California Educator

November / December 2016

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Page 25 of 59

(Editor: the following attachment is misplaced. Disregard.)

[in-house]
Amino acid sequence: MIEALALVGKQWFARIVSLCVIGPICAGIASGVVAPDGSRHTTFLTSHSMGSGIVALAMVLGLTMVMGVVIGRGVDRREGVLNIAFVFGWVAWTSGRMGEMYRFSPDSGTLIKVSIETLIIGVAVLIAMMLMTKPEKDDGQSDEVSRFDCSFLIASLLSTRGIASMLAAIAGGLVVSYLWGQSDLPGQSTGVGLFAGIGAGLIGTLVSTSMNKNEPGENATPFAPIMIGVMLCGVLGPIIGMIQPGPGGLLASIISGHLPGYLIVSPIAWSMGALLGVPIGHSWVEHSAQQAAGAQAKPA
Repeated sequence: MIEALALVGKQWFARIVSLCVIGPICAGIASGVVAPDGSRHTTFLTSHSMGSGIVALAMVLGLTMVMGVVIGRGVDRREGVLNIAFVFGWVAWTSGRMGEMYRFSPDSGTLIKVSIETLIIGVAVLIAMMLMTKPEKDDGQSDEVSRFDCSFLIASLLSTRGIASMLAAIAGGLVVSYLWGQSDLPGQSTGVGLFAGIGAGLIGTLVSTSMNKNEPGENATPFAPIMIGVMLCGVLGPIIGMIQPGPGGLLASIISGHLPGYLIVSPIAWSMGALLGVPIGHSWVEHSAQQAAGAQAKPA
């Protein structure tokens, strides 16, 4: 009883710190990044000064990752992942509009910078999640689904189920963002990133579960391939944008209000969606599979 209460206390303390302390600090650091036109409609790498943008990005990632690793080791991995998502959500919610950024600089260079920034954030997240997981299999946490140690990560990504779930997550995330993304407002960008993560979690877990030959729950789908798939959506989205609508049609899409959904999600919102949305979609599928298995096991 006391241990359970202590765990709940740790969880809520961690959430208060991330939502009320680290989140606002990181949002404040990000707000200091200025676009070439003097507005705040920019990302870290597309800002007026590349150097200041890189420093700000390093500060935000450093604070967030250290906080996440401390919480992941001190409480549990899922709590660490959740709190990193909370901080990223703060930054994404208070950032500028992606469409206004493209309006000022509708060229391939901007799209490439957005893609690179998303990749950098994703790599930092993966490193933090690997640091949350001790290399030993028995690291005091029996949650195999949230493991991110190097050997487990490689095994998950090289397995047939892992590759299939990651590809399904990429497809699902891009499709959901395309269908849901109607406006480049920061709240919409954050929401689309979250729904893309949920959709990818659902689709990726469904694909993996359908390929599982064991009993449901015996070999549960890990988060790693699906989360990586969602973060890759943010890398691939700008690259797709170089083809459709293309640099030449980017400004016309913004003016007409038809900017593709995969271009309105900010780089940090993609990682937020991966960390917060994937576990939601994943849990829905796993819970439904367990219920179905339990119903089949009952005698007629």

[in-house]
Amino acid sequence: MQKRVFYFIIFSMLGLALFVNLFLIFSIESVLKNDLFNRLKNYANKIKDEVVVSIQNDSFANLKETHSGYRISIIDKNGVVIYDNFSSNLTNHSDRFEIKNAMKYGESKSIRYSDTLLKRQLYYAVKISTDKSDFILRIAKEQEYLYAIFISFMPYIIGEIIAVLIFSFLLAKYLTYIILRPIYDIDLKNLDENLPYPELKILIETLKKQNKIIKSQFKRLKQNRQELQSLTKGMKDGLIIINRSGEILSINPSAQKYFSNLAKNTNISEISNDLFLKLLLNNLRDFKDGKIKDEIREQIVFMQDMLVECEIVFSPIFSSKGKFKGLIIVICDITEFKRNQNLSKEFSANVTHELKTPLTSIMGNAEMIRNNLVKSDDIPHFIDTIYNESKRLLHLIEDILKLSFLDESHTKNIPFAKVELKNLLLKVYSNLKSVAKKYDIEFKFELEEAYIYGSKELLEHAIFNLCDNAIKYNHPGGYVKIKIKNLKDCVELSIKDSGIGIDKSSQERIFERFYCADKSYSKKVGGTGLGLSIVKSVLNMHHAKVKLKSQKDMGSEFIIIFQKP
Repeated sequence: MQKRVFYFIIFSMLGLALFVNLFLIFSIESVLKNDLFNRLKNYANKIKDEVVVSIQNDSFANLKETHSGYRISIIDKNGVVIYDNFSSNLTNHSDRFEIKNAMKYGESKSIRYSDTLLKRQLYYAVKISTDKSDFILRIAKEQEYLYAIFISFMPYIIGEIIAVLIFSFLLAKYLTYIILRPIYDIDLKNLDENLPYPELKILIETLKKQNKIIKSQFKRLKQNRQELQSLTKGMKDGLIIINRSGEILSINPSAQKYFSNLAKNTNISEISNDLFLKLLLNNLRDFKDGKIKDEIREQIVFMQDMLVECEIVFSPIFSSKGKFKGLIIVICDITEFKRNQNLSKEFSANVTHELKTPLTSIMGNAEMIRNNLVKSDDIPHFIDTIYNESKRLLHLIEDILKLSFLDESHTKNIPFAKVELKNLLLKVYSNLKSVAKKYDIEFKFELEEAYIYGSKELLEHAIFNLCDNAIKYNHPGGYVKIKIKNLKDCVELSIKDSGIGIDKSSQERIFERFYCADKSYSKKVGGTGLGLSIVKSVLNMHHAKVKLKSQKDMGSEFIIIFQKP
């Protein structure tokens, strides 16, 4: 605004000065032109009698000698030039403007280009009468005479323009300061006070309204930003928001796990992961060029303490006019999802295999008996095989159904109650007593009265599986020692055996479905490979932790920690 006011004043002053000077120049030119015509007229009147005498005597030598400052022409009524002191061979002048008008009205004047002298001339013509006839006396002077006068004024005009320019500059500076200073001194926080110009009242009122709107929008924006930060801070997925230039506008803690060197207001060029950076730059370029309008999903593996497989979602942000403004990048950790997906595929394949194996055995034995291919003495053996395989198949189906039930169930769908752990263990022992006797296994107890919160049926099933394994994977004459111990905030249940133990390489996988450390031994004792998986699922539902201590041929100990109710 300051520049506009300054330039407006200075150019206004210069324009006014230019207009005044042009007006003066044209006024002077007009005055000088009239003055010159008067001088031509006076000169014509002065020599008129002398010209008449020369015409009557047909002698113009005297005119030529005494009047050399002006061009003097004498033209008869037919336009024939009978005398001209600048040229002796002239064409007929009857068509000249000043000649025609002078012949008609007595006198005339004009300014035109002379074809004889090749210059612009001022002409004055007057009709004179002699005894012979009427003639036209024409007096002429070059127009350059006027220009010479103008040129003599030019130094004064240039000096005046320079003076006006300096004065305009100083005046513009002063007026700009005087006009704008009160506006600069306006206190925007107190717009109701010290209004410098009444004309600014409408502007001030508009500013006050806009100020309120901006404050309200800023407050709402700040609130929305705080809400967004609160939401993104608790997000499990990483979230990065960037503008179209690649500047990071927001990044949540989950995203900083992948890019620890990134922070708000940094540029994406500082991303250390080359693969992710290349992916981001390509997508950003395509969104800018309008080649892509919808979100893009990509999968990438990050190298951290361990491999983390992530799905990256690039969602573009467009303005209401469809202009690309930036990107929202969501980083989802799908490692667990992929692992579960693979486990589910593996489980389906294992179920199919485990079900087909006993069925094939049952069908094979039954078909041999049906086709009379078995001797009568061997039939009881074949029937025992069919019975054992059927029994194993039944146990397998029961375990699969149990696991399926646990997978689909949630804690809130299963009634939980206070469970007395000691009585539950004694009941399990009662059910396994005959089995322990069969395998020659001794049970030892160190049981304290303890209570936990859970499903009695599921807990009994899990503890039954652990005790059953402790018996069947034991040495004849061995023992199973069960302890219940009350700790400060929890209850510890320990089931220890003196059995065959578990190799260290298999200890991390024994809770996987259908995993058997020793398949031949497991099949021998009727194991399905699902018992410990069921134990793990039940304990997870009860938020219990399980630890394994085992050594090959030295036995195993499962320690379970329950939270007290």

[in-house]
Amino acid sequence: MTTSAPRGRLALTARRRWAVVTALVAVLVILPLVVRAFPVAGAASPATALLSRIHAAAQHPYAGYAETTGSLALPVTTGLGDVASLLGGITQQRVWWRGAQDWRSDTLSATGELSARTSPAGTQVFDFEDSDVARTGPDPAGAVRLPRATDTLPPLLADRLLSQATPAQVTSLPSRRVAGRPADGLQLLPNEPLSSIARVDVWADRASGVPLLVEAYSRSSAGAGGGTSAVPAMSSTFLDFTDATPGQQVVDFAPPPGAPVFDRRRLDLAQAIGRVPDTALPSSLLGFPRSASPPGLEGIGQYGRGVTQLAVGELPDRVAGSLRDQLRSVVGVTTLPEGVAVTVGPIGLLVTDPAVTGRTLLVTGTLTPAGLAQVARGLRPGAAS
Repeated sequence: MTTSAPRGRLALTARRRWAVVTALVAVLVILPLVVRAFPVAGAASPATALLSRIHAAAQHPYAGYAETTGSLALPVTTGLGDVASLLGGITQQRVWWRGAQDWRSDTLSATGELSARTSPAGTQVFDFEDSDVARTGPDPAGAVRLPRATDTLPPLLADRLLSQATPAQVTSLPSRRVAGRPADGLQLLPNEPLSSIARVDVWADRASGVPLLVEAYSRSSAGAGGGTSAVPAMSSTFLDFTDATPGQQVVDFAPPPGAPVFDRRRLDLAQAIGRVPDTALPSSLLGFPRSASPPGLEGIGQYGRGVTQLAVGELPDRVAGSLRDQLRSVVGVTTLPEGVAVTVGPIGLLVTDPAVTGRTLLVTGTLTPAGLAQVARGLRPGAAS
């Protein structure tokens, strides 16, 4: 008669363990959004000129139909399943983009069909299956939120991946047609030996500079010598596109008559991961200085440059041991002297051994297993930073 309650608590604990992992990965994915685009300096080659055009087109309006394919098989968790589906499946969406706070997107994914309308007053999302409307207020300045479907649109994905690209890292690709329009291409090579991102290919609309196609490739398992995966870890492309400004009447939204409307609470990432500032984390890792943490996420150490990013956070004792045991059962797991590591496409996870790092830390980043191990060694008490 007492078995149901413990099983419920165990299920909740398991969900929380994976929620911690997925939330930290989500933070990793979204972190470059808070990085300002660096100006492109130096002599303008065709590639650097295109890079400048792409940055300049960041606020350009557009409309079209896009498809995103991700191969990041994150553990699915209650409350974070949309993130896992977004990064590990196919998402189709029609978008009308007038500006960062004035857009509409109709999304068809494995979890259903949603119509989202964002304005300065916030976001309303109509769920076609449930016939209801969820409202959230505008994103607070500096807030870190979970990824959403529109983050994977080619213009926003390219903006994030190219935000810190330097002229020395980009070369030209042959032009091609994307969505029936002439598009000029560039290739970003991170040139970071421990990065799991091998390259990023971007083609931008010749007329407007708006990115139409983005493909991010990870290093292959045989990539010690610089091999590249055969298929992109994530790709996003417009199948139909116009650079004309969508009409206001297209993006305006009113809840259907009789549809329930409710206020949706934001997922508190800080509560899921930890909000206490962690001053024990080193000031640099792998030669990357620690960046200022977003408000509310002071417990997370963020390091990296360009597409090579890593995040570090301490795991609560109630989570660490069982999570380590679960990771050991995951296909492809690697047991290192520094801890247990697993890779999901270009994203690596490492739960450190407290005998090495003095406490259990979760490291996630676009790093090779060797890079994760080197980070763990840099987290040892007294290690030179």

Increasing awareness with mindfulness "Close your eyes. Cross your legs. ere is nothing you have to do right now but feel the rise and fall of your belly. If your eyes are open, please close them." e gentle sound of chimes is followed by the teacher's voice asking students to focus on being in the here and now at Pioneer Elementary School in Union City. Neena Barreto is helping transitional kindergartners regulate their own ner- vous systems through practicing the art of mindfulness. Similar to meditation, it's a way for students to acknowledge and accept their feelings and thoughts. Studies show mindfulness improves the ability to focus and boosts productivity. S E L a n d m i n d f u l n e s s w o r k w e l l t o g e t h e r. S E L , n o t e s U C B e r k e l e y 's Greater Good Science Center, uses an outside-in approach with a fo cus on teaching skills; mindfulness works from the inside out. Barreto st ar t ed t eachin g mindful- ness in her fourth-grade classroom two years a go. It pro v ed s o p opul ar th at sh e was asked to be th e mindfuln ess coach for two schools in the New Haven Unified School District. Now she visits classrooms throughout the district for weekly sessions. "Mindfulness is not about tr ying to empty your mind of thoughts," says Bar- reto, a New Haven Teachers Association member. "It is not how long you can sit there in a blissed-out state. There is no goal, nothing to achieve. Mindfulness is really about observing and befriending yourself. It is noticing what you are feeling and allowing yourself to feel it fully." (To learn more, visit Colleagues report that students are happier and more focused after a mind- fulness session, and that incidents of aggression and confrontation are dwin- dling. Teachers also reported gaining 20 to 30 extra minutes of instructional time each day, because they spend less time dealing with problem behavior. Barreto asks the transitional kinder- gartners how their day is going. "I noticed my sister kept hitting me when I was angry," says a student. "Sometimes sisters are like that," says Barreto. She then names certain emo- tions — sadness, happiness and anger — and asks the children to make faces to correspond with them. " We f e e l t h e s e e m o t i o n s a l l t h e time," says Barreto. " They are all nor- mal and natural." Th e students practice taking deep "mindful breaths." "e next time you are angry, remem- ber to take three deep mindful breaths," Barreto reminds the students. "It will make you feel calmer about whatever is happening in your life." Educator Neena Barreto helps students practice mindfulness, which has been shown to help improve the ability to focus. 24 "MINDFULNESS IS ABOUT NOTICING WHAT YOU ARE FEELING AND ALLOWING YOURSELF TO FEEL IT FULLY." — NEENA BARRETO, NEW HAVEN TEACHERS ASSOCIATION Feature

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